AIKEN - Almost a month ago, administrators at Aiken County's two second-year public charter schools worried that poor test scores and a low rating by the federal No Child Left Behind Act would bring about an early demise for the fledgling learning centers.
They fretted about a quick hook from Aiken County education officials, fearing the influence of some public school advocates who view charter schools as part of the home-school and voucher movement.
"If we don't do well, we're gone. There's no margin for error," Lillian Thomas, the principal at Midland Valley Preparatory Charter School in Gloverville, said before her pupils began class Aug. 20.
Now that test scores and No Child Left Behind results have reached all 31 elementary and middle schools in the county, Ms. Thomas is breathing easier.
Brenda Lloyd, the acting principal and guidance counselor at Lloyd-Kennedy Charter School in Aiken, is still worried, however.
"We're adding value to the school district." she said. "But we have to prove we're effective because nobody's going to waste their money."
South Carolina has not released 2002-03 scores on the Palmetto Achievement Challenge Test or named which schools have failed to meet "adequate yearly progress" standards of the tough federal accountability law, but preliminary data calculated by Frank Roberson, the associate superintendent for instruction for the Aiken County school district, shows that both charter schools failed to meet all the requirements.
Lloyd-Kennedy, which teaches first- through fifth-graders, missed the standard on math and English tests but did hit the mandated attendance and test-participation marks, according to numbers compiled by Dr. Roberson. Midland Valley Prep missed the standards in math scores and test participation. Ms. Thomas has challenged the participation result.
The charter schools have plenty of company. Instead of bringing up the rear of Aiken County's educational pack - something Ms. Thomas and Ms. Lloyd feared - they are among 29 of 31 elementary and middle schools that Dr. Roberson predicted would fail to make the federal grade.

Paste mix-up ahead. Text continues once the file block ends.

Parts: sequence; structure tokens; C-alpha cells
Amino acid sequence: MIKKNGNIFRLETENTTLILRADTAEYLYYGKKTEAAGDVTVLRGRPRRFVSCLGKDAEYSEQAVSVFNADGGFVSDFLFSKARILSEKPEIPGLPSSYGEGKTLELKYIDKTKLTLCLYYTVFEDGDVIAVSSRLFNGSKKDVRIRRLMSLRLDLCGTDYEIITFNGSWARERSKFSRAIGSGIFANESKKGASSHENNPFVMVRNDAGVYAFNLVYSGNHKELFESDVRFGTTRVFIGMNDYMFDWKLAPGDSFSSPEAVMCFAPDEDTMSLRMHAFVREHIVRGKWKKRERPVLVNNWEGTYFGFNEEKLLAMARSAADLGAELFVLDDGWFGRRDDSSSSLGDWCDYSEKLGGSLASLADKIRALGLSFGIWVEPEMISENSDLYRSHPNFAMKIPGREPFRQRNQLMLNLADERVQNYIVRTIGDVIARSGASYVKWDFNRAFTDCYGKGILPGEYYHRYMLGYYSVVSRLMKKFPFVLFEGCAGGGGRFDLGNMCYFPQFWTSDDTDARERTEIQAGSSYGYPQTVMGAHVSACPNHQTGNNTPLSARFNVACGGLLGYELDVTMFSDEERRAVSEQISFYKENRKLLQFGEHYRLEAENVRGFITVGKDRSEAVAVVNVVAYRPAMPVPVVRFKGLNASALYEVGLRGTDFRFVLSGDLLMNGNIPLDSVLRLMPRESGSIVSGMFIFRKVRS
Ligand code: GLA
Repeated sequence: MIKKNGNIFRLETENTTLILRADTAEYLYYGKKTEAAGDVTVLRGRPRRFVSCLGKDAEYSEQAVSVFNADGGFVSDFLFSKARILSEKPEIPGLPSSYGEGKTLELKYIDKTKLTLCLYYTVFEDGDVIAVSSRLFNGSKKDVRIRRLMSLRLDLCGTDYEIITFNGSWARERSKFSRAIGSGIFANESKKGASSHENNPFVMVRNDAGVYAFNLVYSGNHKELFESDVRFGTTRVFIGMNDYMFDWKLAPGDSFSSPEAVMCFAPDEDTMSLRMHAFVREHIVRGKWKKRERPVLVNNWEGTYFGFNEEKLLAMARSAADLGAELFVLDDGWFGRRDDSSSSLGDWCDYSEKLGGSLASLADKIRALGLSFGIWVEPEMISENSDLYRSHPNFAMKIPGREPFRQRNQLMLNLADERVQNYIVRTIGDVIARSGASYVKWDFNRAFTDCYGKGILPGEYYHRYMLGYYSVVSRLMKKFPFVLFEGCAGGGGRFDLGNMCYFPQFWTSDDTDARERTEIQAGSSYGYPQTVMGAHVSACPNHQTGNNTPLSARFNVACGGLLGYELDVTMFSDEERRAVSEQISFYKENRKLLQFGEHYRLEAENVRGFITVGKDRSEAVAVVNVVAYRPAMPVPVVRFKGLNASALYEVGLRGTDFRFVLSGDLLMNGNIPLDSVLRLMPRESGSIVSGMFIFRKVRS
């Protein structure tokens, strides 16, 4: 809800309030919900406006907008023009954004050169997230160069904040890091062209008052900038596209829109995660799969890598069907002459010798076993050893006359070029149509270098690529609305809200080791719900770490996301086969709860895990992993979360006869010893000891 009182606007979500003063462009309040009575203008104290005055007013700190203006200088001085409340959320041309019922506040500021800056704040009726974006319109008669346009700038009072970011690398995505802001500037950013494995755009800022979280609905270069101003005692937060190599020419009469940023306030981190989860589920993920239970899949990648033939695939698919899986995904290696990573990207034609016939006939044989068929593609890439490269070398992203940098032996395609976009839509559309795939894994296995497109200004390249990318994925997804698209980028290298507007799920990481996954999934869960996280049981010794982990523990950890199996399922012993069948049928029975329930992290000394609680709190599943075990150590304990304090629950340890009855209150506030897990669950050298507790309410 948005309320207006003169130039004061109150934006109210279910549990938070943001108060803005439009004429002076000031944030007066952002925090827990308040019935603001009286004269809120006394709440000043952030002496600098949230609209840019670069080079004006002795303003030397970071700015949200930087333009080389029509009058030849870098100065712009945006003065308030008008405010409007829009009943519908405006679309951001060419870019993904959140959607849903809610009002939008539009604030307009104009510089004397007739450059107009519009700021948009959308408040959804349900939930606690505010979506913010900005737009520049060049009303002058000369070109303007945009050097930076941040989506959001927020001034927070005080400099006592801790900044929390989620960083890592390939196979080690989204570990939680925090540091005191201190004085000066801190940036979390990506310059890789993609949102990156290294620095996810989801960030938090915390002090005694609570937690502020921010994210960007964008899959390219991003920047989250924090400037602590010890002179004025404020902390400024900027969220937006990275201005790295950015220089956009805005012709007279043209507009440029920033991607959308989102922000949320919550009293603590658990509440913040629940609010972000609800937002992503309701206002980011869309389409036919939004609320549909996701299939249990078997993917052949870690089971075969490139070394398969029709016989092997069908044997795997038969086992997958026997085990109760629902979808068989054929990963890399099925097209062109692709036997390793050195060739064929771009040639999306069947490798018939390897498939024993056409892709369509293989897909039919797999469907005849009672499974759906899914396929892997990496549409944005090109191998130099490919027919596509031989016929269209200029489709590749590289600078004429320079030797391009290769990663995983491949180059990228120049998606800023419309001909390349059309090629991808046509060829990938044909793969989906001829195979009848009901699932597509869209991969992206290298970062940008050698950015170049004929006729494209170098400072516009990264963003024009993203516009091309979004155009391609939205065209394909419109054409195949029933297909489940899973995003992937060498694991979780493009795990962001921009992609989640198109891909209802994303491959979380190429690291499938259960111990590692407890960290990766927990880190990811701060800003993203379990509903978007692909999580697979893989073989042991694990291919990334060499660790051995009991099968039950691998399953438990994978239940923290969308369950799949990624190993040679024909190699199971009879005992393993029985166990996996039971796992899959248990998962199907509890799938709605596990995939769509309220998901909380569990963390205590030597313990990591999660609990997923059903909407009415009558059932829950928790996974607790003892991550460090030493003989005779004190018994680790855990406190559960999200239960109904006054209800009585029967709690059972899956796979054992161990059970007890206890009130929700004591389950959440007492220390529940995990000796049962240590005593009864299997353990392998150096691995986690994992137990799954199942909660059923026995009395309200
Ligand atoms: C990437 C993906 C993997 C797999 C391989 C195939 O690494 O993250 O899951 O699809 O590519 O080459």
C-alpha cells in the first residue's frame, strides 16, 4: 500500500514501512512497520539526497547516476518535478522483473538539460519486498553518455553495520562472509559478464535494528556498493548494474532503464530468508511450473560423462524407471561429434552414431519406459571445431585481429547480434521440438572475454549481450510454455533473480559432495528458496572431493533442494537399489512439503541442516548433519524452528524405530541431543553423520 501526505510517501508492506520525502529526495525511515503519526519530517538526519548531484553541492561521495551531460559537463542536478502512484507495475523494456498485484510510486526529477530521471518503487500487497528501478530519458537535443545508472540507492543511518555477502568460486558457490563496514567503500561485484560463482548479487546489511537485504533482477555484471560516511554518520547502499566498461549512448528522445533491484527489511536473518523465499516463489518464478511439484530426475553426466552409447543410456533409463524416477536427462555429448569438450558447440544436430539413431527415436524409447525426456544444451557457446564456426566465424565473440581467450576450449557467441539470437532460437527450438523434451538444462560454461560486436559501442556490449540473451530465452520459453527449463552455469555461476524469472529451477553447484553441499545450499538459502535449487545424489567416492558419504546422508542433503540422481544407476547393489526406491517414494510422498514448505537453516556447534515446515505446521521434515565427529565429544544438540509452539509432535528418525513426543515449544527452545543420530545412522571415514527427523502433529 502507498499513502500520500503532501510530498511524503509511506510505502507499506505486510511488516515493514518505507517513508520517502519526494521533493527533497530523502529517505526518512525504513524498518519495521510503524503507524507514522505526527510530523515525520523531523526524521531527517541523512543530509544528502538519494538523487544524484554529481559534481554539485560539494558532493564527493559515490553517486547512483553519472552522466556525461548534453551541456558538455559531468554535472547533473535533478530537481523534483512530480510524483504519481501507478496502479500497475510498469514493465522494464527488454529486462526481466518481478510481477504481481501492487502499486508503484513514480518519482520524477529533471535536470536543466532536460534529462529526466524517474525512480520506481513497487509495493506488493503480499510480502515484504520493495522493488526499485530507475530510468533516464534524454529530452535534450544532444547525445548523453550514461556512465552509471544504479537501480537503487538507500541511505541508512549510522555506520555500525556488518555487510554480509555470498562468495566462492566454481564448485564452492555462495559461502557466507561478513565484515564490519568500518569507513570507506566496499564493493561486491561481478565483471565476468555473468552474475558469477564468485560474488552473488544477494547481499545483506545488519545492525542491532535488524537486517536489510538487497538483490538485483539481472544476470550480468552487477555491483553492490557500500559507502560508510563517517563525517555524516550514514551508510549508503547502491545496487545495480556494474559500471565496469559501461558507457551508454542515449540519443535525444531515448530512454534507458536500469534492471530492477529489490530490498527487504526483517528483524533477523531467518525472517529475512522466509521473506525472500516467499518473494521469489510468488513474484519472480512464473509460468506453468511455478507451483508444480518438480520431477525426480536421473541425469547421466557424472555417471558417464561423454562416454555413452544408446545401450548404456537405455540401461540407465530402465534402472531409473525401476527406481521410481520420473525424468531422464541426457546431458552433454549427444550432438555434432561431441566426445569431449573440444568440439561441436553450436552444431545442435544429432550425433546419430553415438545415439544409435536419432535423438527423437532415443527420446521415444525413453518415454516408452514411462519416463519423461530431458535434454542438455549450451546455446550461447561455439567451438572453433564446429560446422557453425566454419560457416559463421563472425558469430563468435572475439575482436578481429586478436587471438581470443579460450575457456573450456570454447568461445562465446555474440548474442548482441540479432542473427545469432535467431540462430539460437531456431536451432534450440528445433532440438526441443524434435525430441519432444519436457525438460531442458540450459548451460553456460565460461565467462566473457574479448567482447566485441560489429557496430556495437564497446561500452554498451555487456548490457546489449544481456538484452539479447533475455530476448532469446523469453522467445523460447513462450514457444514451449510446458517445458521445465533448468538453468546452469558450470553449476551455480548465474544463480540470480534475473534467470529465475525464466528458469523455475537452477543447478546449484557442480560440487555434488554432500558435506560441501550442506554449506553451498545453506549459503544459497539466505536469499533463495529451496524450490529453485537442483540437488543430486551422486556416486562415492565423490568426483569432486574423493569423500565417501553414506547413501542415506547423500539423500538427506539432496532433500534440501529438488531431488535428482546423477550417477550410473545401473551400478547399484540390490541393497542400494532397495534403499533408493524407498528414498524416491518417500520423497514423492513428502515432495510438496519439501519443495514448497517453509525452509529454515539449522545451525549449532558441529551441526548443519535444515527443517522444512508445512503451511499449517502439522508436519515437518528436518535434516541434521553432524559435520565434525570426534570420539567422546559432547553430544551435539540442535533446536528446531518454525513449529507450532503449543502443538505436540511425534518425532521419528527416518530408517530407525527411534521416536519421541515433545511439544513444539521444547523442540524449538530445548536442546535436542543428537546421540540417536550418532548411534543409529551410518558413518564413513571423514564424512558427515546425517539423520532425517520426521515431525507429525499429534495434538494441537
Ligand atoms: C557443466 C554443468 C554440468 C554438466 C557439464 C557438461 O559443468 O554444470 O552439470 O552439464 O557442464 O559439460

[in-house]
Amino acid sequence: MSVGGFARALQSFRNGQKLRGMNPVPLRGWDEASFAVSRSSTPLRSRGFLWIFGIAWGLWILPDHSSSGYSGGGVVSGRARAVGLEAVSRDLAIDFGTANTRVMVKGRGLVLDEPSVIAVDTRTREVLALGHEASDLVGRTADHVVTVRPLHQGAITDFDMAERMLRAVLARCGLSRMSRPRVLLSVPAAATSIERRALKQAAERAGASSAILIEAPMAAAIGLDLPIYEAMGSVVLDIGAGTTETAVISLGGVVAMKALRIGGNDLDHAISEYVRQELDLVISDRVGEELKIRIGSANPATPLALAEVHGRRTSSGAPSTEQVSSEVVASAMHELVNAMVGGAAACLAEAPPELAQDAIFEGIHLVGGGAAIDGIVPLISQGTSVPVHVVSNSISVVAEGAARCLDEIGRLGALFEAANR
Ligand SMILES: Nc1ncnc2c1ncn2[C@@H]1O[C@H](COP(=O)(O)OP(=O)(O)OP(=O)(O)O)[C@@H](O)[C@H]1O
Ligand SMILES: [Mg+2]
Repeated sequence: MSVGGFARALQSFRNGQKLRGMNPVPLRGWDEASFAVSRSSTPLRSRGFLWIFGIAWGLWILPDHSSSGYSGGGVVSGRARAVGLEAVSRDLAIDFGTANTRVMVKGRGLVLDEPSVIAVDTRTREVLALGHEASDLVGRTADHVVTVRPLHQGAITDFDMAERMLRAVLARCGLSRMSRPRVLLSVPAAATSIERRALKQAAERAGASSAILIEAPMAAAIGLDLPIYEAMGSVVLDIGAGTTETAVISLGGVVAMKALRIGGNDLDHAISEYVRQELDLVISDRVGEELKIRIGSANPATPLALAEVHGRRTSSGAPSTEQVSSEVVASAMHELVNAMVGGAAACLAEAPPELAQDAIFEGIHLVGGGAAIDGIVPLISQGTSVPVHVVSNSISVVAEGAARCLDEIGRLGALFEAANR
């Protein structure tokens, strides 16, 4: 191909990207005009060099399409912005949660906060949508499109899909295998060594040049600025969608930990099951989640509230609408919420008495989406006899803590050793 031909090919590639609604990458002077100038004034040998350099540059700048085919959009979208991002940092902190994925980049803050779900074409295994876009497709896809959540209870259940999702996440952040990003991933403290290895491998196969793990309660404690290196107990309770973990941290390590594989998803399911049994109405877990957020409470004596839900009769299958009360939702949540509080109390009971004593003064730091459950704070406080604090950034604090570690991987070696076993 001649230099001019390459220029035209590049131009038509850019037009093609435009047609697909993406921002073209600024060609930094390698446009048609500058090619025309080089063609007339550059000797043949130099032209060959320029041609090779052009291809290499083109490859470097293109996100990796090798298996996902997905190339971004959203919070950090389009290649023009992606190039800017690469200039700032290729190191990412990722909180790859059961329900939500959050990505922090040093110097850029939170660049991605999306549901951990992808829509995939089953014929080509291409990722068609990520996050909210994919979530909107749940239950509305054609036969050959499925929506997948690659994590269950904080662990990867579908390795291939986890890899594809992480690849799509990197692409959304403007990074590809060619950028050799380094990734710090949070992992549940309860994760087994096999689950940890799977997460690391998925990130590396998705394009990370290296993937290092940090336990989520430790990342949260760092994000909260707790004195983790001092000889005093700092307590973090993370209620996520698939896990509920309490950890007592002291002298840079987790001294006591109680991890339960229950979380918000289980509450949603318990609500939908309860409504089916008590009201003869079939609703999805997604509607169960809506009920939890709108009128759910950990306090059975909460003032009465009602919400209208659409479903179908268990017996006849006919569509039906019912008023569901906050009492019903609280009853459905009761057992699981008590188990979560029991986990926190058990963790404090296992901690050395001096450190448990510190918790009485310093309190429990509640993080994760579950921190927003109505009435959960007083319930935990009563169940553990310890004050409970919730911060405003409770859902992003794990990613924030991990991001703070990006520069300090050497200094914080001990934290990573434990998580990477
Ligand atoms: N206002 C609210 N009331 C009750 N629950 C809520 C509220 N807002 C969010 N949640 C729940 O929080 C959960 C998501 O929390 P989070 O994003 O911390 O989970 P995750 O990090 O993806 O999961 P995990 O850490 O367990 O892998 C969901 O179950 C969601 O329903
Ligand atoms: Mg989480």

Dr. Roberson's warning for the charter schools held a small silver lining.
"There will be an expectation, as there is for all of our schools, for progress to be made," he said. "Your actions would not be isolated. The charter schools would be subject to the same rules as the other schools."
Ms. Thomas seized on the bright side of the message. Although only 8 percent of her pupils were deemed proficient or advanced in math, missing the federal target of 15.5 percent, they blew past the 17.6 percent target for English language skills, with 28 percent deemed proficient or advanced.
She also bragged about moving about 19 percent of her 281 pupils from the bottom-of-the-barrel "below basic" category in English and math to the "basic" level. Her school teaches first- through seventh-graders.
"We're excited; we're showing progress with these kids," said Ms. Thomas. She said charter school pupils are often emotionally or academically troubled and have skill deficiencies.
Ms. Lloyd agrees, saying many of her pupils are moving from the below-basic level to basic, progress that might not be fully measured by the PACT or the No Child Left Behind ranking.
"What the state standard is is beyond what our students can achieve," she said. "We're so far behind, and we've got a lot to do and can't do it overnight. We're trying to get our students where they're not so angry, not so hungry, yet pushing that pencil so they'll continue to learn."
Reach Jim Nesbitt at (803) 648-1395 or firstname.lastname@example.org.